Slapstick Summer Series: Character Development | How Bumptious Papered the Parlor (1910)

Before Roscoe was ‘Fatty’, before Chaplin was ‘The Tramp’, and before Harold Lloyd was ‘Lonesome Luke’ (or ‘The Boy’), John Cumpson was ‘Bumptious’, a slapstick character he portrayed in 13 different movies. How Bumptious Papered the Parlor, directed by Ashley Miller, is the oldest surviving of the thirteen. Though lacking the comedic timing of the legends, and despite a career cut short by pneumonia & diabetes, Cumpson earns a spot in film history for his role in ushering in the recurring lead character.


Slapstick Summer Series: When Harry Met Zecca | Slippery Jim (1910)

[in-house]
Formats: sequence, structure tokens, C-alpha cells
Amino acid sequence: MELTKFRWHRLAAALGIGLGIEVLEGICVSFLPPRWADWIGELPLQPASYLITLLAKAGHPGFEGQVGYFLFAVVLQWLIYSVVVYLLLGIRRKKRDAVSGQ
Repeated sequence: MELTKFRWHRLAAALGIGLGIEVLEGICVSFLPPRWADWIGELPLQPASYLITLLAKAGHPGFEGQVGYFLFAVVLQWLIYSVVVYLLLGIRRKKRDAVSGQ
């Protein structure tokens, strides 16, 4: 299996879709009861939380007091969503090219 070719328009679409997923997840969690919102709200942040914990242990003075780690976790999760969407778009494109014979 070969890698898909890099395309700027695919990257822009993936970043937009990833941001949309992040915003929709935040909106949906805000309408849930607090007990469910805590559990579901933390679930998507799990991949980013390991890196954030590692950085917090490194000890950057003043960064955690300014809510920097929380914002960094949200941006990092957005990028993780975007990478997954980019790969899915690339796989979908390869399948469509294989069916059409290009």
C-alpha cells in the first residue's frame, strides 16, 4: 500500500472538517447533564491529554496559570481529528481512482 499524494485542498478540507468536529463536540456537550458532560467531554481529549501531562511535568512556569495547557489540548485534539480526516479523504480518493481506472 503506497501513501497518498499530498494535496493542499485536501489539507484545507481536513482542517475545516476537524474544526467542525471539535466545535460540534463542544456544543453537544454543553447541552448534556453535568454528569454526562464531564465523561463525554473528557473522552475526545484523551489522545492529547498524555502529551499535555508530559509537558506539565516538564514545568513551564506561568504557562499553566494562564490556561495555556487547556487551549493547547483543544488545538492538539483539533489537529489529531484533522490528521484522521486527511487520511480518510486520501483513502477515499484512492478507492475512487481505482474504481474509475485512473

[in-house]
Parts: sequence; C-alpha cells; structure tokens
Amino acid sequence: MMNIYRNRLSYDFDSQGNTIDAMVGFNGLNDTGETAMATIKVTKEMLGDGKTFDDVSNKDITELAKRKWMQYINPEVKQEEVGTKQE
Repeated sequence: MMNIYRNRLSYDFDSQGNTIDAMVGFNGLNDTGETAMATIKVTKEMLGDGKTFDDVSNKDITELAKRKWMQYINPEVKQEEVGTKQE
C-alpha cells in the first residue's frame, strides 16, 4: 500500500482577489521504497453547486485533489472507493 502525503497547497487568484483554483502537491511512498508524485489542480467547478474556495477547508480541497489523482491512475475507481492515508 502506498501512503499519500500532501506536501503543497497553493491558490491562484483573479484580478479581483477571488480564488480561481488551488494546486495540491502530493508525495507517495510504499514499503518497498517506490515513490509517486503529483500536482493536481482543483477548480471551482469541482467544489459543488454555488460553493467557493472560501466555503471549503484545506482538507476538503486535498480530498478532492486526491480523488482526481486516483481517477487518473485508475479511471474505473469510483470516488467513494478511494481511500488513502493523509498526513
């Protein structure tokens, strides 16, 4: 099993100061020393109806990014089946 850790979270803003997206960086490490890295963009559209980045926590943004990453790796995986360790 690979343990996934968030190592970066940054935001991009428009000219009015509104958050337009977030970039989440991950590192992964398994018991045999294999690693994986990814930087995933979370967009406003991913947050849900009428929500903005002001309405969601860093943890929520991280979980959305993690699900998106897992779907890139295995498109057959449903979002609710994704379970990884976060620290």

Ferdinand Zecca reportedly came up with the idea for Slippery Jim after reading about the escape acts of Harry Houdini. That inspiration worked out nicely for me as this is my favorite film from 1910. It’s visually and structurally closer to films from the early 1910s than to those from the late 1900s, and it is more of a comedic ancestor to Monty Python than to Keystone.

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